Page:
10 Facts About Bridget Riley's Zig/Rhomboid

June by Bridget Riley - MyArtBrokerJune © Bridget Riley 1992
Jasper Tordoff

Jasper Tordoff, Specialist[email protected]

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The Zig/Rhomboid print series was created by Bridget Riley in 1989. It is an example of her exploration of colour and form and represents her Op Art style.


This series is reminiscent of an earlier one

Fête by Bridget RileyFête by Bridget Riley, 1989

In the Zig / Rhomboid collection, Riley has begun to cross her iconic horizontal stripes of her earlier Stripes works with short diagonal elements.


The series adds an element of complexity to previous Stripes iterations

To Midsummer by Bridget RileyTo Midsummer by Bridget Riley, 1989

Executed in the 1980s and 1990s, these works evolved from the previously harmonious order of stripes as Riley sought to find new ways to generate interactions between colours.


These works navigate two-dimensionality and three-dimensionality

New Day by Bridget RileyNew Day by Bridget Riley, 1989

Even more dynamic and complex, these shapes straddle two-dimensionality and three-dimensionality, creating a sensation of motion that the static, horizontal-line works lacked.


Riley moved into using colour in 1967

Early Light by Bridget RileyEarly Light by Bridget Riley, 1989

A seismic shift occurred in Riley’s practice in 1967 as she introduced colour into her works. Now, her focus was on the effect of varying colour combinations and the potential for narrative and emotion that this brings, concerned less with constructing optical illusions.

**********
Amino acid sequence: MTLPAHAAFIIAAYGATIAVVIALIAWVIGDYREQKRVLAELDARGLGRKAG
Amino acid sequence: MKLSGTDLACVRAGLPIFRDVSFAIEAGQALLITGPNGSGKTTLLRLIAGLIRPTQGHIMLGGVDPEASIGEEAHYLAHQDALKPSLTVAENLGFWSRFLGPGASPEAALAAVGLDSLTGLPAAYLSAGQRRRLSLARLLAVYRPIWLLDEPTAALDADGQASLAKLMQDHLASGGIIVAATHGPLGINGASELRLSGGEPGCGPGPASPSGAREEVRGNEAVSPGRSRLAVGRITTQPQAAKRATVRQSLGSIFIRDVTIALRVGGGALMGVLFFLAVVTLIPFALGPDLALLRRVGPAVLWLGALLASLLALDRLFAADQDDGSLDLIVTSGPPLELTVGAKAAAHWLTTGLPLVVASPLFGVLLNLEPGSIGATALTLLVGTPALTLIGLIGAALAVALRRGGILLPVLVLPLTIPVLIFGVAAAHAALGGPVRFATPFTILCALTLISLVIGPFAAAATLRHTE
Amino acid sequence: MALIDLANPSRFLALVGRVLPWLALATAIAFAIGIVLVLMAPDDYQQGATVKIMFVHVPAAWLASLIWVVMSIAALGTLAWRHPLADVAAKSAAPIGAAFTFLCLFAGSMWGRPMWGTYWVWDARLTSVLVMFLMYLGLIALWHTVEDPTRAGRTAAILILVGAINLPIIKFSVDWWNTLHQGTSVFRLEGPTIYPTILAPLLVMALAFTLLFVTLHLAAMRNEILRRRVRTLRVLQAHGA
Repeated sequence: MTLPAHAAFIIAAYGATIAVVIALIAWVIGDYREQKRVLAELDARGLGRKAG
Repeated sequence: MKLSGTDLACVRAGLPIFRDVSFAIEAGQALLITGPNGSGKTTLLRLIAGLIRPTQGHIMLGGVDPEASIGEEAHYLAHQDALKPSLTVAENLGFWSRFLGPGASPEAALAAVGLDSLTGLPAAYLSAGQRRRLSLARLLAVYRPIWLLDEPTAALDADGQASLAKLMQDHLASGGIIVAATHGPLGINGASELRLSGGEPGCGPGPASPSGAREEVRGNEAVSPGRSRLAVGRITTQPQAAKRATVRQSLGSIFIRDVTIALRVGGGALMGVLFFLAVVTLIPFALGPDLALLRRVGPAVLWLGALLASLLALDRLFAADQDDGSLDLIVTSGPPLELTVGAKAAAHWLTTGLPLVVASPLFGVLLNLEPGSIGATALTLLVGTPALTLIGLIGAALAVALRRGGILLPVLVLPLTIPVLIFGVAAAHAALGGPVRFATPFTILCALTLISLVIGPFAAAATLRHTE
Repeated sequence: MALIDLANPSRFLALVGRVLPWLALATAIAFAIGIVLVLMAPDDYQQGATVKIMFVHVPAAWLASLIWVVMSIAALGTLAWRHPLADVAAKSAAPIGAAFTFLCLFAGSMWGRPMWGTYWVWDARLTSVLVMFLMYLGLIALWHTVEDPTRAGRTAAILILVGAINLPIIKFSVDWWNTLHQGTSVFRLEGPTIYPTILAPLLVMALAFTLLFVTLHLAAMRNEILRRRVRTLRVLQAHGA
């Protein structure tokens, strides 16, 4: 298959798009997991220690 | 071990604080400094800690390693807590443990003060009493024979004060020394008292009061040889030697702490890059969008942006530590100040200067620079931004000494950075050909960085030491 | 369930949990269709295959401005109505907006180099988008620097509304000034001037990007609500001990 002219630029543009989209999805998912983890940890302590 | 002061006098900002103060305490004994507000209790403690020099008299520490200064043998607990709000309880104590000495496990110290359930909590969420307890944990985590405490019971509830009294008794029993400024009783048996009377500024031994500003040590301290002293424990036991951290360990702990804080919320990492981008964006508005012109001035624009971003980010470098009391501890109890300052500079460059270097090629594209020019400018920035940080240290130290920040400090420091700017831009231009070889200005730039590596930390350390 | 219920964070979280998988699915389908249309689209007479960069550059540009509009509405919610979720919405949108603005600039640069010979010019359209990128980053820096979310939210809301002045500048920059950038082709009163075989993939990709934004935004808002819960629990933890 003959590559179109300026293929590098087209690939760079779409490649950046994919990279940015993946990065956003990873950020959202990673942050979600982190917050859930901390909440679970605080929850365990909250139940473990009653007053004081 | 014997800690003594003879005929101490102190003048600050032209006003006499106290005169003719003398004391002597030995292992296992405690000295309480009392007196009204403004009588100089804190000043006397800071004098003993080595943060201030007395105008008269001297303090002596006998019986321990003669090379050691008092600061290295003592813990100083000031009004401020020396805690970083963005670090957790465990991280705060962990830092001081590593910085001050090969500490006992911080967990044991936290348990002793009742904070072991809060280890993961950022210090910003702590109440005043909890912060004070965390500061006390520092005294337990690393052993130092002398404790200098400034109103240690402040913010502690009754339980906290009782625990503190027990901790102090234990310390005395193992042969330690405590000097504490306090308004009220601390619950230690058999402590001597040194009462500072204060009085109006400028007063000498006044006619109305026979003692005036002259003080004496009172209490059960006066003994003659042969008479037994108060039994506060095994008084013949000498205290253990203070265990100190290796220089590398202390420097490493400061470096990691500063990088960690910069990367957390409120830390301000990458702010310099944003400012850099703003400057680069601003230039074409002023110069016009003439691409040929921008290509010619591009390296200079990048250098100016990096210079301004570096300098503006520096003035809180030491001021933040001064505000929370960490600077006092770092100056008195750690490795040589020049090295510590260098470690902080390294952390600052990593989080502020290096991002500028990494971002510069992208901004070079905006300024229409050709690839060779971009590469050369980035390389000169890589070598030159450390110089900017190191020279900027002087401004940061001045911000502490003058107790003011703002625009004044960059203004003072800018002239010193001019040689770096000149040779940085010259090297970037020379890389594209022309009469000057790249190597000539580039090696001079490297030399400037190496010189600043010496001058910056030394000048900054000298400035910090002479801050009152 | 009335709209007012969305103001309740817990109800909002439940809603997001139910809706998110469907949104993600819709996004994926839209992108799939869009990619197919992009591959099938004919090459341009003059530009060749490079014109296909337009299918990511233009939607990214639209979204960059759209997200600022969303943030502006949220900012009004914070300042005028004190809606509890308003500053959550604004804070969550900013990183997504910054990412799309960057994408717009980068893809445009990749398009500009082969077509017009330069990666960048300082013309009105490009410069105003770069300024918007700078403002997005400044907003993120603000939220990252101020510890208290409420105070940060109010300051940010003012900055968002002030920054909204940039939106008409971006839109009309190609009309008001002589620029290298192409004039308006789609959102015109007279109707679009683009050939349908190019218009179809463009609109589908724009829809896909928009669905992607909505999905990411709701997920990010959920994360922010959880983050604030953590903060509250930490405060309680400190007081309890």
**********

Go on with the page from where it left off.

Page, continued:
This series emphasises a lack of distinction made between shape and colour

June by Bridget RileyJune by Bridget Riley, 1989

Moving away from the lines and geometric shapes that defined her earlier works, in the Zig/ Rhomboid works, distinctions between colour and shape fall away, each leaning on the other for definition within the same plane.


Riley was innovative with the rhomboid shape

Shade by Bridget RileyShade by Bridget Riley, 1989

By fashioning this innovative rhomboid form Riley claims a “whole new field of relationships opened up”.


This series is about colour and space

Going Across by Bridget Riley Going Across by Bridget Riley, 2001

When enlarged, such as in Shade (1992), these forms become coloured planes that can take up different positions in space. Ultimately, these shapes serve several functions: “they can change scale, harmonise or contrast with one another, repeat, echo, ’create places’, etc.”


Juxtaposition is also important in this series

Rose Rose by Bridget RileyRose Rose by Bridget Riley, 2011

Across her oeuvre, Riley teases out the different energies inherent in varying tonalities, delighting in the push-and-pull created through the juxtaposition of competing colours.


Riley's work changed throughout her career

Two Blues by Bridget RileyTwo Blues by Bridget Riley, 2003

From 1961 to 1964, Riley worked exclusively in black and white, introducing tonal greys in the late 1960s, and expanding this to a full spectrum of colour in 1967. Starting exclusively with lines in 1967, Riley then adapted these into the diagonal shapes we see in this collection.


Riley was inspired by Georges Seurat

About Lilac by Bridget RileyAbout Lilac by Bridget Riley, 2007

When first exhibited, many interpreted Riley’s diagonal rhomboid forms as painterly strokes, enlarged and formalised, deriving once more from Georges Seurat.

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